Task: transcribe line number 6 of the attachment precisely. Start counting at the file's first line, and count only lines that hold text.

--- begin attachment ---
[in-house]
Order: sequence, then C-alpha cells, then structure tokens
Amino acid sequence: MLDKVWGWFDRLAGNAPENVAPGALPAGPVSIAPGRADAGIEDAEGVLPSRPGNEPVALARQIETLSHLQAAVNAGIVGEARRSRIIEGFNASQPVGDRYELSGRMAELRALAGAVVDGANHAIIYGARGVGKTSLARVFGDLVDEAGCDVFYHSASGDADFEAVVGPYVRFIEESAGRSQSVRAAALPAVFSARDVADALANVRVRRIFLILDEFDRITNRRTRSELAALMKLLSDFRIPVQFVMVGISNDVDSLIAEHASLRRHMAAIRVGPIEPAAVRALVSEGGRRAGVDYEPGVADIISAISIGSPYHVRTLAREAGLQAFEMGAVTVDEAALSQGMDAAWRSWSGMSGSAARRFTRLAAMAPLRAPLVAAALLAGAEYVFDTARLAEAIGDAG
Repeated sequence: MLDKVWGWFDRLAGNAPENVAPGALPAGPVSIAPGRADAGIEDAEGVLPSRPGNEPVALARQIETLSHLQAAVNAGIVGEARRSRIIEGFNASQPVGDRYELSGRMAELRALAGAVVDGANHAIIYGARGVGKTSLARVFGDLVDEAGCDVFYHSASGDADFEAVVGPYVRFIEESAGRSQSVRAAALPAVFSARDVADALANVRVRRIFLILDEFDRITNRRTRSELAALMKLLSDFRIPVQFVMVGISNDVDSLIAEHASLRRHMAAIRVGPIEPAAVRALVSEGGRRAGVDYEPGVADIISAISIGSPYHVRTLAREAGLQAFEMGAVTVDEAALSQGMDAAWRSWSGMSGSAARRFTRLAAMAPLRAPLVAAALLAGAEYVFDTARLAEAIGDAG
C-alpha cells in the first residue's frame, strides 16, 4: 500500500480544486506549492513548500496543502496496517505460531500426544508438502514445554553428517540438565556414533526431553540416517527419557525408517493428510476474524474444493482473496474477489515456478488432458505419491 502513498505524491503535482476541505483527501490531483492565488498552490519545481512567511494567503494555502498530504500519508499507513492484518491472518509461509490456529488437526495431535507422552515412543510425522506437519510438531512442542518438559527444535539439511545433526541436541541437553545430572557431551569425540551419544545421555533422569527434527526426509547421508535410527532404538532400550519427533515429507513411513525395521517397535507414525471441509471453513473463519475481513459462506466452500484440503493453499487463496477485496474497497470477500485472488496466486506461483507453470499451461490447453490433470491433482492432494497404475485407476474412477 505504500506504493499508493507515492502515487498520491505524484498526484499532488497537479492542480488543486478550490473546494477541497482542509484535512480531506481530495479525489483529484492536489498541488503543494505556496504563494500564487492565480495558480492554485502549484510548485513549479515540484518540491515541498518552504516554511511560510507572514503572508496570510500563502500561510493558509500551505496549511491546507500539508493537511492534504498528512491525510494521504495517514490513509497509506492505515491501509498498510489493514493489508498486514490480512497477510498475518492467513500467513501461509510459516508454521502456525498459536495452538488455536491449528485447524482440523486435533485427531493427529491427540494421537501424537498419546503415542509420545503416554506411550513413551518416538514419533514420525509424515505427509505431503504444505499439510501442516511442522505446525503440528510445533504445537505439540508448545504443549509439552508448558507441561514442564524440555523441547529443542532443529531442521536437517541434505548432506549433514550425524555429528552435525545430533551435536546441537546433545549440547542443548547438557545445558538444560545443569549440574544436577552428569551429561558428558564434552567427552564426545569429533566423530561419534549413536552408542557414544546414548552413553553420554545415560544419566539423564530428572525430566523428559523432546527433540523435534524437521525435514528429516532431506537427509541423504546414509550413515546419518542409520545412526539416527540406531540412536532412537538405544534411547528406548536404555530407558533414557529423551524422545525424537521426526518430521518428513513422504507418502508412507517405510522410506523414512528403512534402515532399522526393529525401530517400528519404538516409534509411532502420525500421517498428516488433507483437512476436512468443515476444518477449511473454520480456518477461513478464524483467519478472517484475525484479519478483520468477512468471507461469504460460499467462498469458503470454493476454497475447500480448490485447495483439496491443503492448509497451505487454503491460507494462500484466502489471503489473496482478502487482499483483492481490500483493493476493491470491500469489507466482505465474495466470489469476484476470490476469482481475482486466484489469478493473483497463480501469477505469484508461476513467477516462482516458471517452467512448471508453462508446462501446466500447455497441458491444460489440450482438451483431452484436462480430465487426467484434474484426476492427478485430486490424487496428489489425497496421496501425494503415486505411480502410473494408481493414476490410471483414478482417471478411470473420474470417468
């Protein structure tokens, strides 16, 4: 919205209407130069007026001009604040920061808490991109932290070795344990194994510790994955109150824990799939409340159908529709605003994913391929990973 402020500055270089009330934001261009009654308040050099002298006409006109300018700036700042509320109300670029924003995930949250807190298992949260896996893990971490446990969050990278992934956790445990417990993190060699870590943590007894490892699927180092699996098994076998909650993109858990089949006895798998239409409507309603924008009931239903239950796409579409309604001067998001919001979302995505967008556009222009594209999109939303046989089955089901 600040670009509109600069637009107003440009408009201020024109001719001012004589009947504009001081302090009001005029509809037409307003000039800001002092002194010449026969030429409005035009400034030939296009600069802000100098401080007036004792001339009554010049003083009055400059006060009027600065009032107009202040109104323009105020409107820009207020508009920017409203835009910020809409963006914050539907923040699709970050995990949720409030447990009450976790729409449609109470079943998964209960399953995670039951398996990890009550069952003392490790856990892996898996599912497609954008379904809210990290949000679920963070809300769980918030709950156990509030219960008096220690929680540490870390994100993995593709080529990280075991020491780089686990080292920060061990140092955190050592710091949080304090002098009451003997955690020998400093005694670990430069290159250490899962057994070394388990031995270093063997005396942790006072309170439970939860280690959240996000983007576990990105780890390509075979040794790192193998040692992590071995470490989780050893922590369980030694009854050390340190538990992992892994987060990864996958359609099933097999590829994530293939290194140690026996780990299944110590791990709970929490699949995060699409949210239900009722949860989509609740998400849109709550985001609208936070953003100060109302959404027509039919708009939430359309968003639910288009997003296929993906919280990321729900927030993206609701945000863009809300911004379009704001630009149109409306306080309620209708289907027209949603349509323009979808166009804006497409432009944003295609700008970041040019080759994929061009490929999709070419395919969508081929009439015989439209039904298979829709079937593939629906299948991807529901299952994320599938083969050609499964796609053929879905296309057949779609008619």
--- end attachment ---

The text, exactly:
């Protein structure tokens, strides 16, 4: 919205209407130069007026001009604040920061808490991109932290070795344990194994510790994955109150824990799939409340159908529709605003994913391929990973 402020500055270089009330934001261009009654308040050099002298006409006109300018700036700042509320109300670029924003995930949250807190298992949260896996893990971490446990969050990278992934956790445990417990993190060699870590943590007894490892699927180092699996098994076998909650993109858990089949006895798998239409409507309603924008009931239903239950796409579409309604001067998001919001979302995505967008556009222009594209999109939303046989089955089901 600040670009509109600069637009107003440009408009201020024109001719001012004589009947504009001081302090009001005029509809037409307003000039800001002092002194010449026969030429409005035009400034030939296009600069802000100098401080007036004792001339009554010049003083009055400059006060009027600065009032107009202040109104323009105020409107820009207020508009920017409203835009910020809409963006914050539907923040699709970050995990949720409030447990009450976790729409449609109470079943998964209960399953995670039951398996990890009550069952003392490790856990892996898996599912497609954008379904809210990290949000679920963070809300769980918030709950156990509030219960008096220690929680540490870390994100993995593709080529990280075991020491780089686990080292920060061990140092955190050592710091949080304090002098009451003997955690020998400093005694670990430069290159250490899962057994070394388990031995270093063997005396942790006072309170439970939860280690959240996000983007576990990105780890390509075979040794790192193998040692992590071995470490989780050893922590369980030694009854050390340190538990992992892994987060990864996958359609099933097999590829994530293939290194140690026996780990299944110590791990709970929490699949995060699409949210239900009722949860989509609740998400849109709550985001609208936070953003100060109302959404027509039919708009939430359309968003639910288009997003296929993906919280990321729900927030993206609701945000863009809300911004379009704001630009149109409306306080309620209708289907027209949603349509323009979808166009804006497409432009944003295609700008970041040019080759994929061009490929999709070419395919969508081929009439015989439209039904298979829709079937593939629906299948991807529901299952994320599938083969050609499964796609053929879905296309057949779609008619």